• Superlópez: The "dark dimension" in which Superlópez squares off with the witch Morgana and her horde of demons.
  • Supreme (the good Alan Moore version) has Looking-Glass Land, literally the same world visited by Alice, but on a different continent of that planet, used to exile the criminals no normal jail could hold.
  • Grant Morrison's JLA (1997) introduces the Still Zone, where the League battle the White Martians and, later, Prometheus. According to these stories, the Still Zone (or, as Prometheus calls it, the Ghost Zone), which the White Martians use in place of Hyperspace, is both the Phantom Zone and (according to the angel Zauriel) Limbo...and probably also the Stasis Zone that was at the time standing in for the Phantom Zone in M'Onel's origin and the Buffer Zone that Bgzltians phase into. A later story adds Epoch's "timeless void" and DC One Million's "tesseract space" to the list.

    Fan Works 

    Films — Live-Action 
  • The Supergirl (1984) movie has the title character thrown into the Phantom Zone by her nemesis Selena using the power of the Omegahedron, which strips Supergirl of her powers in the process. Zaltar, who came to the Phantom Zone as a self-imposed exile for losing the Omegahedron in the first place, pulls a Heroic Sacrifice to allow her to escape and regain her powers.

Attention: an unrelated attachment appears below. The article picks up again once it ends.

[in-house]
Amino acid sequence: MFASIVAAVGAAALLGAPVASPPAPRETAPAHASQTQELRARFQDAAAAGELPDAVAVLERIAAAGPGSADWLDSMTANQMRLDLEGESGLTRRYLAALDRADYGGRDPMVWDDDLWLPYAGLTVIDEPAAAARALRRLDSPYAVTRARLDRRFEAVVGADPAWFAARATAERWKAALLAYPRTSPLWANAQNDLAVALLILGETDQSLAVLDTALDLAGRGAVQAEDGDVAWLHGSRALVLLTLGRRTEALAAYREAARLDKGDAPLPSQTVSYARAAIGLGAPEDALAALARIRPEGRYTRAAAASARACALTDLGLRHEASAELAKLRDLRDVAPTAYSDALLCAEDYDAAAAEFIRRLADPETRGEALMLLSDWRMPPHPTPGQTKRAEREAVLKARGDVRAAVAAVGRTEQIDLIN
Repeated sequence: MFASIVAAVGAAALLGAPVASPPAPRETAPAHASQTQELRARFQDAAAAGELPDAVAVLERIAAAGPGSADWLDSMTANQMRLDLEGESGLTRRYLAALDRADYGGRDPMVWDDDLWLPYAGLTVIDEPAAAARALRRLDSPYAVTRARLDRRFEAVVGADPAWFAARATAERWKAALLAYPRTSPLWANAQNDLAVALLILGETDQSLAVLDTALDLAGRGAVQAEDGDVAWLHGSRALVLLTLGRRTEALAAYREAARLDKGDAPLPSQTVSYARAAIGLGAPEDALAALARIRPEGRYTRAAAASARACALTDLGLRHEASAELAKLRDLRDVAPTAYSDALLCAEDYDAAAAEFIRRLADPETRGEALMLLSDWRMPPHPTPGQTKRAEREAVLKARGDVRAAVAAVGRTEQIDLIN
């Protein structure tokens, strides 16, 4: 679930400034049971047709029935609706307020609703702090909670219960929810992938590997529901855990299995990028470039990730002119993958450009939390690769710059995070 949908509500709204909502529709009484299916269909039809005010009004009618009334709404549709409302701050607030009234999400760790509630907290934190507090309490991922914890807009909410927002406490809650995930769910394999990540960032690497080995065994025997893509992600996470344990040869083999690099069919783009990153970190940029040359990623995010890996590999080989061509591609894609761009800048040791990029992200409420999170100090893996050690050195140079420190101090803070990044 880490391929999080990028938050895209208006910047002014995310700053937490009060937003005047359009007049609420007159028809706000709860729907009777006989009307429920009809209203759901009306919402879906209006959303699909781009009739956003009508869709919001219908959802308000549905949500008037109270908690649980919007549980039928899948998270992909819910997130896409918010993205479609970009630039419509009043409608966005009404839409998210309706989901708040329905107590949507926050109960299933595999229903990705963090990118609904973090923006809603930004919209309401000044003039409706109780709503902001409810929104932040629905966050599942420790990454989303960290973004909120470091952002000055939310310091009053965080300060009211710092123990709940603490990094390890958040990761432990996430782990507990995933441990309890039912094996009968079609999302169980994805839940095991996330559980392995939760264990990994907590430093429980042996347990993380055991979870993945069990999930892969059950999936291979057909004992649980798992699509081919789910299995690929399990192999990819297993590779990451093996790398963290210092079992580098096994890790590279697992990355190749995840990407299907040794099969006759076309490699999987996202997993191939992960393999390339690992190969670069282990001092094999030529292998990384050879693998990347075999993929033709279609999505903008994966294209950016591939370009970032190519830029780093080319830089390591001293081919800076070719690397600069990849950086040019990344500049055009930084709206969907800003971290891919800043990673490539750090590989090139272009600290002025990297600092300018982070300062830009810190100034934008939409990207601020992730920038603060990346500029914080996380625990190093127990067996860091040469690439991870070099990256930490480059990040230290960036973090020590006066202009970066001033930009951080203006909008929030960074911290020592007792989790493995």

• Doctor Strange (2016) shows the Mirror Dimension, which looks like the mortal world put through a kaleidoscope. Sorcerers can do pretty much anything there, but the normal world stays unaffected. The titular hero tries to take advantage of this at one point to trap his enemy- only to realize that his enemy is far more powerful in the Mirror Dimension.
  • Fantastic Beasts: The Secrets of Dumbledore:
    • Dumbledore sends a drop of what appears to be pensieve water at Credence to transport him unknowingly to a fake Berlin where they duel before emerging out of a puddle at the end.
    • Due to the blood pact breaking, Dumbledore and Grindelwald seem to get transported to some kind of pocket dimension where they can duel with nobody else around.
  • At the end of Fantastic Four (2015) the gang go back to the extradimensional Planet Zero where they got their powers and have to defeat Doctor Doom to stop him reaching Earth.
  • In Everything Everywhere All at Once Alpha Waymond creates a "Burner Universe" where he can explain things by intercepting her before her tax interview and telling her she can either go to her interview or the janitor's closet and slips her a note telling her how to Flash Sideways to the universe where she went to the closet instead.

  • The Nevernever in The Dresden Files
  • Max And The Midknights Battle Of The Bodkins: The Land of Shadows, or as the Bodkins know it, the Land of Knot, where the Bodkins have been trapped for who-knows-how-long by Prince Torin, and is only accessible by walking into a tree. There's a mirror that the Bodkins have been trying to repair in Knot to get back to Byjovia, but so long as the last shard is out of reach, only child-sized Bodkins can go through it.
  • The Twilight in Night Watch (Series).
  • The Dreamlands in H. P. Lovecraft's stories are a subversion of this — humans are still rather insignificant, but they are insignificant in a mythical if dark fantasy land that people in the Waking World are unaware exists.
  • Scott Corbett wrote a series about ghost detectives, that had ghosts almost completely unable to affect the living world.